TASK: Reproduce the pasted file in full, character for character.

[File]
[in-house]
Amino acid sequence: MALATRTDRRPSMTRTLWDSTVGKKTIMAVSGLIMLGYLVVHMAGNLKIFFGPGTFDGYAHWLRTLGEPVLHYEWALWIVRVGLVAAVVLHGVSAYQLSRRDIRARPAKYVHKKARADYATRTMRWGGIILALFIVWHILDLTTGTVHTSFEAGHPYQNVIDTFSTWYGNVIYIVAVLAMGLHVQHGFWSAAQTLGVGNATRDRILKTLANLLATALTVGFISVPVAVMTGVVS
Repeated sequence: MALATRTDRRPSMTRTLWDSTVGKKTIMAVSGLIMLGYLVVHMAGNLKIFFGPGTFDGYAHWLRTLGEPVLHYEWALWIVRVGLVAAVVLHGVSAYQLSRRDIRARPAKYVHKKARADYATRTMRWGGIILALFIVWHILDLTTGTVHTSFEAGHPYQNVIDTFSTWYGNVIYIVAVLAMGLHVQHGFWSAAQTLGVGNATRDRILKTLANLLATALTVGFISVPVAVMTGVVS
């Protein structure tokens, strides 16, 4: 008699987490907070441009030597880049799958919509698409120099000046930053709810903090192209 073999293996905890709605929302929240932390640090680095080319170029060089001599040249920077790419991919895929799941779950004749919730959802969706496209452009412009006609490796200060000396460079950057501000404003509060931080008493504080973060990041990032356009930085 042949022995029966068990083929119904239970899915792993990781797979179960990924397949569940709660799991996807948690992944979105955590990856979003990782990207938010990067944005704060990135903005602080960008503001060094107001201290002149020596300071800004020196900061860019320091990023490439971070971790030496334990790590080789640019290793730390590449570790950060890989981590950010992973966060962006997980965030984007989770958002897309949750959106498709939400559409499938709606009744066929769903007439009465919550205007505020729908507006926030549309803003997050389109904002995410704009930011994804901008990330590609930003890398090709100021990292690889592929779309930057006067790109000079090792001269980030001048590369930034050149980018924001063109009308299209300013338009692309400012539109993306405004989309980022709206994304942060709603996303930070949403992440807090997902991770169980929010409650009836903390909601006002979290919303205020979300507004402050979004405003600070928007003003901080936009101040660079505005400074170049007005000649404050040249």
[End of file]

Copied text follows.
[in-house]
Amino acid sequence: MALATRTDRRPSMTRTLWDSTVGKKTIMAVSGLIMLGYLVVHMAGNLKIFFGPGTFDGYAHWLRTLGEPVLHYEWALWIVRVGLVAAVVLHGVSAYQLSRRDIRARPAKYVHKKARADYATRTMRWGGIILALFIVWHILDLTTGTVHTSFEAGHPYQNVIDTFSTWYGNVIYIVAVLAMGLHVQHGFWSAAQTLGVGNATRDRILKTLANLLATALTVGFISVPVAVMTGVVS
Repeated sequence: MALATRTDRRPSMTRTLWDSTVGKKTIMAVSGLIMLGYLVVHMAGNLKIFFGPGTFDGYAHWLRTLGEPVLHYEWALWIVRVGLVAAVVLHGVSAYQLSRRDIRARPAKYVHKKARADYATRTMRWGGIILALFIVWHILDLTTGTVHTSFEAGHPYQNVIDTFSTWYGNVIYIVAVLAMGLHVQHGFWSAAQTLGVGNATRDRILKTLANLLATALTVGFISVPVAVMTGVVS
């Protein structure tokens, strides 16, 4: 008699987490907070441009030597880049799958919509698409120099000046930053709810903090192209 073999293996905890709605929302929240932390640090680095080319170029060089001599040249920077790419991919895929799941779950004749919730959802969706496209452009412009006609490796200060000396460079950057501000404003509060931080008493504080973060990041990032356009930085 042949022995029966068990083929119904239970899915792993990781797979179960990924397949569940709660799991996807948690992944979105955590990856979003990782990207938010990067944005704060990135903005602080960008503001060094107001201290002149020596300071800004020196900061860019320091990023490439971070971790030496334990790590080789640019290793730390590449570790950060890989981590950010992973966060962006997980965030984007989770958002897309949750959106498709939400559409499938709606009744066929769903007439009465919550205007505020729908507006926030549309803003997050389109904002995410704009930011994804901008990330590609930003890398090709100021990292690889592929779309930057006067790109000079090792001269980030001048590369930034050149980018924001063109009308299209300013338009692309400012539109993306405004989309980022709206994304942060709603996303930070949403992440807090997902991770169980929010409650009836903390909601006002979290919303205020979300507004402050979004405003600070928007003003901080936009101040660079505005400074170049007005000649404050040249």